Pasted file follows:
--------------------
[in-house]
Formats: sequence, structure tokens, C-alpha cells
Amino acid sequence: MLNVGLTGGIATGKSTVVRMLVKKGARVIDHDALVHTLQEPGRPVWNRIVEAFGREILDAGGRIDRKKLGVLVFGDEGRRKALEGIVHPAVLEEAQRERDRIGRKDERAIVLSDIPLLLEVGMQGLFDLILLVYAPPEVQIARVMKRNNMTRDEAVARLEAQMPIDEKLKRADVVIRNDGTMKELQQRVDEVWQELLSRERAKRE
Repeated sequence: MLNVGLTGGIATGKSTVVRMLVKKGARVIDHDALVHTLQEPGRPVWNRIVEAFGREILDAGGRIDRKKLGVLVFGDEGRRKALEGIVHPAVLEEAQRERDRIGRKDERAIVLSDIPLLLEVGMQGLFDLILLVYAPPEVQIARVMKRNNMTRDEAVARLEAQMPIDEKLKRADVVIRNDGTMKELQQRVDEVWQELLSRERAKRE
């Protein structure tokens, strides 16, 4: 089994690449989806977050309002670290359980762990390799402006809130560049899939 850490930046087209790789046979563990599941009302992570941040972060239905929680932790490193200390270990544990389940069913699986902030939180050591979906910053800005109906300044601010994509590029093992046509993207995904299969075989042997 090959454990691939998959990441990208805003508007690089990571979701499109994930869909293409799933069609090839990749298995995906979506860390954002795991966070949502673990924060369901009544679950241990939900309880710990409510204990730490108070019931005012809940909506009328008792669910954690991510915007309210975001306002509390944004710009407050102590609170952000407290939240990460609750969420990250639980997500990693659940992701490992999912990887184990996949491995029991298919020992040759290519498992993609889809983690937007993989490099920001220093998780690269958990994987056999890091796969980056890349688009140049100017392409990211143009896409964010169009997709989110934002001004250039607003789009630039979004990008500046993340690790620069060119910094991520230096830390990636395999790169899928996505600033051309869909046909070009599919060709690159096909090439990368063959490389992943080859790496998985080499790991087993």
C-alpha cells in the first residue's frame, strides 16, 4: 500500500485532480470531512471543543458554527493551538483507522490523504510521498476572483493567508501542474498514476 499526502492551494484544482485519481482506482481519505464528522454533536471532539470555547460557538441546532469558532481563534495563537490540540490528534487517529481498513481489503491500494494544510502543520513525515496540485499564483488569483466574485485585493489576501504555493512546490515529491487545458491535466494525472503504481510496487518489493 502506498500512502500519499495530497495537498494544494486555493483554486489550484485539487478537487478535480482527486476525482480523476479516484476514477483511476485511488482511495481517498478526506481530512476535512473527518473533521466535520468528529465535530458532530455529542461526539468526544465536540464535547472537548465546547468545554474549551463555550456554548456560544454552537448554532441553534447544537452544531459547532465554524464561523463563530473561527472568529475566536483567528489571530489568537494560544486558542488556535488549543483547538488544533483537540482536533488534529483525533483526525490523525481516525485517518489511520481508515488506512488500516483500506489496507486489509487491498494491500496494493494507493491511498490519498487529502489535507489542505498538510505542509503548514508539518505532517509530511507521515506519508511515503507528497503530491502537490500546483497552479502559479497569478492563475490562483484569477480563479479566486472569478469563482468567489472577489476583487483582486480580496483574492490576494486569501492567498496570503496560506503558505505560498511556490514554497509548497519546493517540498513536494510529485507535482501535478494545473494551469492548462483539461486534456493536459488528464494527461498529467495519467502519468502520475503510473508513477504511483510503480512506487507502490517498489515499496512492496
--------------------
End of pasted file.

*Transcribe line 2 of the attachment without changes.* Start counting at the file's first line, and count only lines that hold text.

Formats: sequence, structure tokens, C-alpha cells